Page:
Architecture Graduate Student Presents at U.N. Commission on the Status of Women

Four women seated at a table during a conference
Seated second from left, Anamika Goyal (M.Arch. '17) was invited to speak on a panel at the 61st session of the Commission on the Status of Women (CSW61) in New York City. photo / provided
A child and a women kneeling near a concrete building
Anamika Goyal (M.Arch. '17) on a site visit to the VAM Village Girls' Academy in Sogakope, Ghana. photo / Ana Moura-Cook
a village school building in Ghana
In Ghana, Goyal and her research group visited a project of the Sabre Charitable Trust to learn more about their work building sustainable schools in Ghana. photo / Ana Moura-Cook
March 23, 2017

Anamika Goyal (M.Arch. '17) recently spoke on a panel at the 61st session of the Commission on the Status of Women (CSW61), one of the largest annual gatherings of global leaders, NGOs, private sector actors, U.N. partners, and activists from around the world focusing on the status of rights and empowerment of all women and girls.

The theme of the session, which was held on March 13 and 14 at the U.N. headquarters in New York City, was "Women's Economic Empowerment in the Changing World of Work." Goyal's participation was made possible by Cornell University Sustainable Design (CUSD) and Voices of African Mothers (VAM). Goyal was invited to speak on the CSW panel titled "African Women Using Technology" by Nana Fosu-Randall, VAM's founder and former CFO of the U.N.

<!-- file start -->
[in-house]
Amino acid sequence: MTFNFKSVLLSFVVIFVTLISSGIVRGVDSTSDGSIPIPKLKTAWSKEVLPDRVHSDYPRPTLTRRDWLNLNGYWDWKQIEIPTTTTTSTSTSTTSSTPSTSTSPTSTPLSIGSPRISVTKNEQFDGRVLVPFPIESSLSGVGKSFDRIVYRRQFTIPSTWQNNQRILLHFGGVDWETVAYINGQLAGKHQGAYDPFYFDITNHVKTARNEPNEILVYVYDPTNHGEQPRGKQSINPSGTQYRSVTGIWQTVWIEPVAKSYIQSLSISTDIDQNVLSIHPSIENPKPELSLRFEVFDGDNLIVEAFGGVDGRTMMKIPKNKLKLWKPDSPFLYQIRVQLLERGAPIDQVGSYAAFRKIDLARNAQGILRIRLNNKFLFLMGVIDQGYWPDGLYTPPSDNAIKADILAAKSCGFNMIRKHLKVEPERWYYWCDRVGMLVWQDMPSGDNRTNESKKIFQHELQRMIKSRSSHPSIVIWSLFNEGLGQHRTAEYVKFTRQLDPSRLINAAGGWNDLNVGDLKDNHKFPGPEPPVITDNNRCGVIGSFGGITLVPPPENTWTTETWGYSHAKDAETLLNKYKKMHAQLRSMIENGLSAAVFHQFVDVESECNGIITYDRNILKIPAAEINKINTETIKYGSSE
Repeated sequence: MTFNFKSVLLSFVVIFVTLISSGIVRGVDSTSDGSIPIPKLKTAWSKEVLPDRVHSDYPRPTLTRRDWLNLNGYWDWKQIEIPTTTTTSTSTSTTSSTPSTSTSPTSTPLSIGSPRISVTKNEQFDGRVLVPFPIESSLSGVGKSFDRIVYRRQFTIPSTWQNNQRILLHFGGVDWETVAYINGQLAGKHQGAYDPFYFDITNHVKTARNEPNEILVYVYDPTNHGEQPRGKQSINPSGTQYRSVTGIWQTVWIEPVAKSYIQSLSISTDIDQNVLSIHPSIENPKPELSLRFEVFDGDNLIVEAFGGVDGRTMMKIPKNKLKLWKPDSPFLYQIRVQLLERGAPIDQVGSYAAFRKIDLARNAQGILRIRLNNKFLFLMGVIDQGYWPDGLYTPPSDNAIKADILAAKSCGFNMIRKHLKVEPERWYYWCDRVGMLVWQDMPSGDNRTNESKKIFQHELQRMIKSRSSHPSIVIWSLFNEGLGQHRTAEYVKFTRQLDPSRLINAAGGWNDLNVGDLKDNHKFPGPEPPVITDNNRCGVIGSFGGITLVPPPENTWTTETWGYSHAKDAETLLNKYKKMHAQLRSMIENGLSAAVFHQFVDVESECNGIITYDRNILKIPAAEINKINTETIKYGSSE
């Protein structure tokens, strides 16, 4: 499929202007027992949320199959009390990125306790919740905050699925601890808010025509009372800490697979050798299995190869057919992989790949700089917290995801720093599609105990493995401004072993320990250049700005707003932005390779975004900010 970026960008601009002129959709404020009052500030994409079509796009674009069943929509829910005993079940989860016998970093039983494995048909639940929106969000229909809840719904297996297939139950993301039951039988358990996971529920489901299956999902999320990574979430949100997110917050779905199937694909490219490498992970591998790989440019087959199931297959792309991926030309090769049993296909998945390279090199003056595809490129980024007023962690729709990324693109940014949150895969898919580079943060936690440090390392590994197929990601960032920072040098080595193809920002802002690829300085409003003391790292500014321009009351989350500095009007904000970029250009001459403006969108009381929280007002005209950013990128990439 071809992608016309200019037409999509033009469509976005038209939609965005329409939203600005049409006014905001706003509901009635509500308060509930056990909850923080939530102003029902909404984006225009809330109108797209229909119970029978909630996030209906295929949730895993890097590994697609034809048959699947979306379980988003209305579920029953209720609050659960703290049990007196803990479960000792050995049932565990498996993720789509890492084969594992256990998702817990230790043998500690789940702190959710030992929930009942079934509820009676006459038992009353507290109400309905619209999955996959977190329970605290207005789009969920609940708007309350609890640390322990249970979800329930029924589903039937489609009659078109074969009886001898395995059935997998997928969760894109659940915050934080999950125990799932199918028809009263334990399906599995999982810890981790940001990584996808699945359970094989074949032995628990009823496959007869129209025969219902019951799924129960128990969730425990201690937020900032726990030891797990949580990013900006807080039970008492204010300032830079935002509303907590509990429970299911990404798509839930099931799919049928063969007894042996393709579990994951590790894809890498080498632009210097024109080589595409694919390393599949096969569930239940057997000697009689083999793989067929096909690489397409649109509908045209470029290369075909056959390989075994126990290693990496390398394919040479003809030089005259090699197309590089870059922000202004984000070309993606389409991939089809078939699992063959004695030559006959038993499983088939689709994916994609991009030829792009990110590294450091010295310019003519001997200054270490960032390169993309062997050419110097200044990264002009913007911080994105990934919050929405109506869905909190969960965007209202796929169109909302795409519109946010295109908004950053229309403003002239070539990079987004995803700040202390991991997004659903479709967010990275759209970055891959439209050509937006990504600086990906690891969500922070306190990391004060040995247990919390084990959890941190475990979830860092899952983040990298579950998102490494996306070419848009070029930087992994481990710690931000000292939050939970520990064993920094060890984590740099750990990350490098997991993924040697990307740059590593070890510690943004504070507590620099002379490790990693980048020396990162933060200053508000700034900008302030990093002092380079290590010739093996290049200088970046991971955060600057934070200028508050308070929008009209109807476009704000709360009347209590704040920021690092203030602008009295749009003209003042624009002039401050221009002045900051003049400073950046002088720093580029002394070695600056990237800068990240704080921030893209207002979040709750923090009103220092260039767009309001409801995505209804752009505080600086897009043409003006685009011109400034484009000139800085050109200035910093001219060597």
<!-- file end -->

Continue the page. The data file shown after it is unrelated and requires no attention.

During her presentation, Goyal gave several examples of low-tech supporting high-tech from her work with CUSD on building the VAM Village Girls' Academy in Sogakope, Ghana. In addition to two semesters of design work with CUSD as well as a recent research-focused site visit to Ghana, Goyal is now designing the bathroom blocks at the school. "So many girls in developing countries drop out of school around age 10-12, right when they begin menstruation," Goyal says. "Providing a safe, clean, adequately private bathroom facility that can help keep girls in school will have a tremendously positive ripple effect at a national level."

The other panelists were N'Dri Assie-Lumumba, professor of African and diaspora education, comparative and international education, social institutions, African social history, and the study of gender in the Africana Studies and Research Center at Cornell; Ndunge Kiiti, visiting professor in International Programs in the College of Agriculture and Life Sciences; and Mary Olushoga, founder of AWP Network, Nigeria.

As a first-generation woman in the U.S., Goyal says she had a particularly meaningful experience at CSW61. She is increasingly passionate about promoting women in architecture, and about education gender equality in parts of Asia, Africa, and South America where she has traveled during her time at Cornell. She hopes to attend the annual event in future and to see more men in attendance.

"The status of women and the status of men are parts of a whole, inextricably connected and interdependent. It is time for more people to realize that women are not a 'minority group.' We are half of the planet, and it is in the best interest of people of all genders to actively engage in discussions about women's issues."

By Patti Witten